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93% of Indian Cos in Early Stages of Cloud Maturity: IDC

The latest study titled IDC MaturityScape Benchmark: Cloud in India, 2018 has revealed that 93% of Indian firms are still in the early stages of maturity. In IDC Maturity Scape’s model this is referred to as ad hoc and opportunistic stages.

Compared to the Asia/Pacific (excluding Japan) markets, where more than 14% of the organizations are in the latter stages of maturity, only 10 % of the Indian organisations are in the advanced stages.

While improving IT security and increasing business agility remain among the top expected benefits of cloud by Indian enterprises, the challenges related to costs and complexities with infrastructure cannot be ignored. To be able to derive maximum business value from their investments in cloud, awareness around potential benefits and challenges is a must.

“Most organizations in India have plans to spend maximum of their new cloud spending on SaaS applications over the next year,” says Rishu Sharma, Associate Research Manager, Cloud and Internet of Things (IoT), IDC India. “Organizations in India are looking for providers with deep technological expertise, along with experience across verticals that can help them transform their businesses providing them with business agility and increased IT security.”

The IDC MaturityScape specifically defines the stages, critical measures, business outcomes, and actions that are required to effectively move through the stages and increase value as more investments are made. Using the maturity measures and descriptions in the document, organizations can:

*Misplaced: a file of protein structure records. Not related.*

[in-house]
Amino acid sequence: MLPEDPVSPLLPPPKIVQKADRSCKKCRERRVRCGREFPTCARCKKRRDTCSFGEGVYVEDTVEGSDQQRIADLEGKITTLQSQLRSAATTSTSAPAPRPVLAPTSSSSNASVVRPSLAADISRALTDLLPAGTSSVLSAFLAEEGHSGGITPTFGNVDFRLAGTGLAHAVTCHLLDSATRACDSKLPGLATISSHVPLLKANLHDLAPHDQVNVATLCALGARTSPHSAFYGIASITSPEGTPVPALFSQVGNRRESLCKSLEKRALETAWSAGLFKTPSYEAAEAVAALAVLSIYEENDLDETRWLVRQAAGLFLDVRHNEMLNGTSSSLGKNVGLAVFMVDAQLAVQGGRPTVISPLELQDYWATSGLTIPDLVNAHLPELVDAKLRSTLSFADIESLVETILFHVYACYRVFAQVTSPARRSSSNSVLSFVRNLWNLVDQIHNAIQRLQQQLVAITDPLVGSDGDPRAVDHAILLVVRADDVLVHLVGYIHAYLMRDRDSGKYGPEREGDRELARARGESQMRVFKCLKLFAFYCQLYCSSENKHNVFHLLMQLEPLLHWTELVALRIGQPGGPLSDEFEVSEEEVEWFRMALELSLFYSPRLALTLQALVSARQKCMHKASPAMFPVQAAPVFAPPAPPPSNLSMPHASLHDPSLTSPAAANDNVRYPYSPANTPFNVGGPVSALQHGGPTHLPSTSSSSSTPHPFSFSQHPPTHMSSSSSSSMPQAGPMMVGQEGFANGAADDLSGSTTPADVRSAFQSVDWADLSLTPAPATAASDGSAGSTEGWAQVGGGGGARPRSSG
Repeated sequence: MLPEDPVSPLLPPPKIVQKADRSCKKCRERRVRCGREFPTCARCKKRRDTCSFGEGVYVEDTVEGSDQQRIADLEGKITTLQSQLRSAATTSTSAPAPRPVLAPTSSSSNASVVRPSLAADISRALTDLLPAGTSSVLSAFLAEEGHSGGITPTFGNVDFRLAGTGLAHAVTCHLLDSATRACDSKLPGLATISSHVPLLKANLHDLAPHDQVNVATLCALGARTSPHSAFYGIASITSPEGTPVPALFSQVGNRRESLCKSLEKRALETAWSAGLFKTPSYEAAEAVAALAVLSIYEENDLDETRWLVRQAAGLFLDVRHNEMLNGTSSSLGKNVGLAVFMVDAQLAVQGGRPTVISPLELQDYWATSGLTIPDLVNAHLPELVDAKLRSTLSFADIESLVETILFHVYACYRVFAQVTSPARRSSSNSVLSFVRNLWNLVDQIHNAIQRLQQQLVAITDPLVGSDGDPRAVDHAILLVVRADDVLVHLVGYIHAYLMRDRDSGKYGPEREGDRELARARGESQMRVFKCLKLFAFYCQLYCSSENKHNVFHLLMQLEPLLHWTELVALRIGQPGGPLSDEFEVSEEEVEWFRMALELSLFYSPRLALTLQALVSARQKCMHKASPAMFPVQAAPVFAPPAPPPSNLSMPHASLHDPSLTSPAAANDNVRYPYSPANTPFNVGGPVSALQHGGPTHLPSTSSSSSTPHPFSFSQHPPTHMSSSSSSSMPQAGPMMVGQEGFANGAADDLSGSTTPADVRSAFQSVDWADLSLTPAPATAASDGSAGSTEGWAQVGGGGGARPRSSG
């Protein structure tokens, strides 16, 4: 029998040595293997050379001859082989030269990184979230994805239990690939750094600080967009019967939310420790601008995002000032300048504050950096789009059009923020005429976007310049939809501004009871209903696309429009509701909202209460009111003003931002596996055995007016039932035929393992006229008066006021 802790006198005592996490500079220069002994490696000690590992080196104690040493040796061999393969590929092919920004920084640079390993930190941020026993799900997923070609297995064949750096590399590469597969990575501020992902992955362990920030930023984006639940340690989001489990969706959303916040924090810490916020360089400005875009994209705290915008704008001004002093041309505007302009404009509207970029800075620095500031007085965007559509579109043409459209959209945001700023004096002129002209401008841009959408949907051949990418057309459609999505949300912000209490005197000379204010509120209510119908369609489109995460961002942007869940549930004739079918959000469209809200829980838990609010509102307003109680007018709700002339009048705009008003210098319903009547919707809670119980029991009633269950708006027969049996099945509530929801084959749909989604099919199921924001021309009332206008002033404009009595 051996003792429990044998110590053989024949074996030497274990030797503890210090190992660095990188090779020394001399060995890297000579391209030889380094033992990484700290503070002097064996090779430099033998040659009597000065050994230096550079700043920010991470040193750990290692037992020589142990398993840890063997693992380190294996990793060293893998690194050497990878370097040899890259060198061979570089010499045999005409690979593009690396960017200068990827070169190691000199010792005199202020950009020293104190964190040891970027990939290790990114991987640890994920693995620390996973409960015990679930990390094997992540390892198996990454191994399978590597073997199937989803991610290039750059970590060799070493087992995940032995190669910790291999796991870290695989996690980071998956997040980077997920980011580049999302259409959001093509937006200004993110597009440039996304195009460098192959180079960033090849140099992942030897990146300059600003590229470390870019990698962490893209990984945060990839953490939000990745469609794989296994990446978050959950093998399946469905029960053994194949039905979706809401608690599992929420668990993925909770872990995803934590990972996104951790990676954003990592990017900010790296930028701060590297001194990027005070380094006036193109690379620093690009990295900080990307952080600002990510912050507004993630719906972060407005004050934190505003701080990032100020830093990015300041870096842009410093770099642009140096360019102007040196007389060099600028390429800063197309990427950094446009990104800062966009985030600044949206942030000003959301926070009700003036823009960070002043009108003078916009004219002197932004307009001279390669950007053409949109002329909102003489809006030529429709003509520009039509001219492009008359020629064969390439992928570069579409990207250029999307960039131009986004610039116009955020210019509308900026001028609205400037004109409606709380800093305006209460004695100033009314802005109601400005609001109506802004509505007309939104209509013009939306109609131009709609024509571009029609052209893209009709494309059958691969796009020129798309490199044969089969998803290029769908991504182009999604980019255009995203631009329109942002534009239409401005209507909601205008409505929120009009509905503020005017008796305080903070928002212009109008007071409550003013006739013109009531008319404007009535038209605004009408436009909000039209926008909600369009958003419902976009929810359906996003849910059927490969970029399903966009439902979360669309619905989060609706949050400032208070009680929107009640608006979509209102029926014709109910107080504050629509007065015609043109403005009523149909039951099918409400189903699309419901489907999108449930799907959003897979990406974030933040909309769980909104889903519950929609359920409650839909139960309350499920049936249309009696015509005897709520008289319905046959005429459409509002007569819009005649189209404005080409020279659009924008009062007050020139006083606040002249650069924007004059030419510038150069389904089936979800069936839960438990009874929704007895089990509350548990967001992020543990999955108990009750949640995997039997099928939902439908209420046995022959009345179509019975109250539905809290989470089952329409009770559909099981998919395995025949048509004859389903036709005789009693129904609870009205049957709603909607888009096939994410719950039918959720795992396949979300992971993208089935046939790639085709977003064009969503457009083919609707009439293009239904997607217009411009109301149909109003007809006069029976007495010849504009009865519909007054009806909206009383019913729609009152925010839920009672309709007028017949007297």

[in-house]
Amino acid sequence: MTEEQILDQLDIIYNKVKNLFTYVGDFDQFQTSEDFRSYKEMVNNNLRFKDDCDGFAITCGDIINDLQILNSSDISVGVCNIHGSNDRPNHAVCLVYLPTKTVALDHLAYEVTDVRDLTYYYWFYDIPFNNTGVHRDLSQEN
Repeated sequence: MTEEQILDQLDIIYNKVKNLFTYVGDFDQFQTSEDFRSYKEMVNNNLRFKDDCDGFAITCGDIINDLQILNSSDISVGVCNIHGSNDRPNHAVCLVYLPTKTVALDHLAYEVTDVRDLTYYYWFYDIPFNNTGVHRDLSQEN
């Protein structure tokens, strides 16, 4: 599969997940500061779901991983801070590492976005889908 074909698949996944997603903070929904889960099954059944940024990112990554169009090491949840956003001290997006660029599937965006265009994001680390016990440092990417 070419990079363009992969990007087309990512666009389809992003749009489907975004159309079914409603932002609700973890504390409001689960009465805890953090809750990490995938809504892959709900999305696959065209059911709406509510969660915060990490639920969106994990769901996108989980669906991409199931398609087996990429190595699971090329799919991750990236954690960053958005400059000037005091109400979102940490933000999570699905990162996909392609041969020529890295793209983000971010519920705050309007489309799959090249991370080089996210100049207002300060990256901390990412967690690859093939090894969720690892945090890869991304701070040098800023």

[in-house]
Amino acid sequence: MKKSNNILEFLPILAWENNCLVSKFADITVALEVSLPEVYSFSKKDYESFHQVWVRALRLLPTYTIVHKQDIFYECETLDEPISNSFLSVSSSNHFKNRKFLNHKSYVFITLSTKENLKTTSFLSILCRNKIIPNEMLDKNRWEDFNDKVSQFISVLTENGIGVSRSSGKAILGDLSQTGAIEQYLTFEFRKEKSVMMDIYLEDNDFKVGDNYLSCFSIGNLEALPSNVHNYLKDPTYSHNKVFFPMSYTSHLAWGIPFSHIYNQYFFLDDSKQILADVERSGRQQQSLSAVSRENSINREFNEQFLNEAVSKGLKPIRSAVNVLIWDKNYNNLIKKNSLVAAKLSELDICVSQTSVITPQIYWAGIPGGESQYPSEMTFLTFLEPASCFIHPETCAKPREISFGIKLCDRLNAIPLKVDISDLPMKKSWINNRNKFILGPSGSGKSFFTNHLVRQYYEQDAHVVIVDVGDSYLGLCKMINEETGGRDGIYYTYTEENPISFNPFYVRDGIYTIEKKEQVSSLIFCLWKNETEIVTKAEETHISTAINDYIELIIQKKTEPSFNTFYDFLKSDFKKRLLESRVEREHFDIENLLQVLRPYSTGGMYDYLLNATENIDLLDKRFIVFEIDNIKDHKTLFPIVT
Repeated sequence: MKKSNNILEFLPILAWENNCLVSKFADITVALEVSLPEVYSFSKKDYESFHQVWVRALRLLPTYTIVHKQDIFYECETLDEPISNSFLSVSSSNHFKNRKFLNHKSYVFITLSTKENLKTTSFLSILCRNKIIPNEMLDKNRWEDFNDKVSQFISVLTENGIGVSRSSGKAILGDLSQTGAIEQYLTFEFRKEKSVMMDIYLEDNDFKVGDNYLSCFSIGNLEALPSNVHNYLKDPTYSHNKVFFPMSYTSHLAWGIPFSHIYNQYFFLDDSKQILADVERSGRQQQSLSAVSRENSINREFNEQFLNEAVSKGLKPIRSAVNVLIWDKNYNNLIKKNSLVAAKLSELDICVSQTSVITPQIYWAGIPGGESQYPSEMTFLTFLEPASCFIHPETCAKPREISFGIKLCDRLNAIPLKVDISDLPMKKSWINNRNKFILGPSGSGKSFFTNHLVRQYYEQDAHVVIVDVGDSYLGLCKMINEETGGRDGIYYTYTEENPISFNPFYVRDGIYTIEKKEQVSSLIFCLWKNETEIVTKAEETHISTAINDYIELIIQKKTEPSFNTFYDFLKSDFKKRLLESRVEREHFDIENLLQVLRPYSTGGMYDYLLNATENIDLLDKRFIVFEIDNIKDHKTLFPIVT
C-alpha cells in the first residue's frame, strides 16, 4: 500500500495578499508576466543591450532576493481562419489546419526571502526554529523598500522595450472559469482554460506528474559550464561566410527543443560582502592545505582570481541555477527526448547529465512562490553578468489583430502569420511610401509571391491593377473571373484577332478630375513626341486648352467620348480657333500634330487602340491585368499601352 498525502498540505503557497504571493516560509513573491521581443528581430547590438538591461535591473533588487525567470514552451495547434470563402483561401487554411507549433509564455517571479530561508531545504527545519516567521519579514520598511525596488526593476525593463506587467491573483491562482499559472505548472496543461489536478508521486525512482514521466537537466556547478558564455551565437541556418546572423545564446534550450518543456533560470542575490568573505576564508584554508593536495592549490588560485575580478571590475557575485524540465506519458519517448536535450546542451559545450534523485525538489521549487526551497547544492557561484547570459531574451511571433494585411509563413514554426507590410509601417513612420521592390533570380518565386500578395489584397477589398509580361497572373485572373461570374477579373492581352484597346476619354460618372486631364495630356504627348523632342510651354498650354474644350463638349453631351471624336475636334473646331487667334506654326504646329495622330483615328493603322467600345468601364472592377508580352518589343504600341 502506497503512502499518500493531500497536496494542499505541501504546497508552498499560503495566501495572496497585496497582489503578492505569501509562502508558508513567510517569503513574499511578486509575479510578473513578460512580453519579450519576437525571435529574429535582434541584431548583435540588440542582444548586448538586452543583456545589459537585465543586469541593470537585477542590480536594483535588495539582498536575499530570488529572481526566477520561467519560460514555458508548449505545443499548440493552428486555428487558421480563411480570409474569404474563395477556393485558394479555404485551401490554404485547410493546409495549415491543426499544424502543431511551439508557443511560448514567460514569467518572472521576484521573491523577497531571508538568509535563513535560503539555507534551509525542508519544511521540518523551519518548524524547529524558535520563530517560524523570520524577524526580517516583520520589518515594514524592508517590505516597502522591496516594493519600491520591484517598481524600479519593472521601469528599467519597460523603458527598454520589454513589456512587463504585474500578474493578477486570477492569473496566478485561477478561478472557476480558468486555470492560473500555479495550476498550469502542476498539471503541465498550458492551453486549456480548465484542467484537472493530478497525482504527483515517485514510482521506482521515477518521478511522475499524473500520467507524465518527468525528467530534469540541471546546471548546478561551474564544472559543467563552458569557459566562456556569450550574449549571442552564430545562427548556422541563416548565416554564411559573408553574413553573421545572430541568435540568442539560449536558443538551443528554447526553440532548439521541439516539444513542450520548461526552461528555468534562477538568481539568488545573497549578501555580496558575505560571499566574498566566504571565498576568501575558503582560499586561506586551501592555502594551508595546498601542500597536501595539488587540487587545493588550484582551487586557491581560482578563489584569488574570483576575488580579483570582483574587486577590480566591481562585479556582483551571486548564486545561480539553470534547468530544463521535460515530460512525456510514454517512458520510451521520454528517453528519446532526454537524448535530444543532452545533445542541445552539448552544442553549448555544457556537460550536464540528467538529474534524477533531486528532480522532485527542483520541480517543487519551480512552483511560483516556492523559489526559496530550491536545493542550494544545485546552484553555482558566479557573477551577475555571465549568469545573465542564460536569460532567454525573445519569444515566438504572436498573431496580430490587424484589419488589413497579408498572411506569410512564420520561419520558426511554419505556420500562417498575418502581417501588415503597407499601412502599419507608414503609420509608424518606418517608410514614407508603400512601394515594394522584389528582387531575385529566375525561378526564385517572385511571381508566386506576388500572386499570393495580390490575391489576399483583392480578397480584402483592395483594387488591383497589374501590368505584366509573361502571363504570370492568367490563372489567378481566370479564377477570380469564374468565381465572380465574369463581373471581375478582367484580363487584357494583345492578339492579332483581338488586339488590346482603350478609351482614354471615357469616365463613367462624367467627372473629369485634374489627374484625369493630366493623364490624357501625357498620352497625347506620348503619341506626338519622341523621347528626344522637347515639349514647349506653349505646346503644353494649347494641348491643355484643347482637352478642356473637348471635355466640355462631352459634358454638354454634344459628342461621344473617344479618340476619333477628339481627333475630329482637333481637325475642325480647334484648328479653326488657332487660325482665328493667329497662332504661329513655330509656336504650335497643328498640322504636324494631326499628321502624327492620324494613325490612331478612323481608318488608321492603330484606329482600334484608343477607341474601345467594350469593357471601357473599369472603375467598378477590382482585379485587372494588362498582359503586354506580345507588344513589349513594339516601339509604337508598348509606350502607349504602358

• Understand exactly what sets “thriving” organizations apart from “surviving” organizations, based on their maturity scores.
  • Understand industry and peer group expectations for business outcomes and IT outcomes for an increasingly mature (sophisticated) use of cloud in how organizations operationalize their internal IT assets and how they source capability on the public (provider-based) cloud.
  • Understand the supporting processes, governance models, technologies, and skills to deliver cloud-based service delivery models to their internal customers.
  • Identify gaps in overall cloud management capabilities based on the aforementioned criteria or more broadly, vision, technology, people, and process.

“While Organisations in India understand the need for incorporating Cloud Technologies in their Digital Journey, they will have to move from experimentation to active adoption, ensure scale and swiftness for better leverage. ‘The Cloud Journey’ is a mandatory one for all organizations and there is a need to take intelligent decisions to be able to progress rapidly in the maturity curve” says Ranganath Sadasiva, Director, Enterprise Infrastructure, IDC India.

 (Image Courtsey: www.channelfutures.com)

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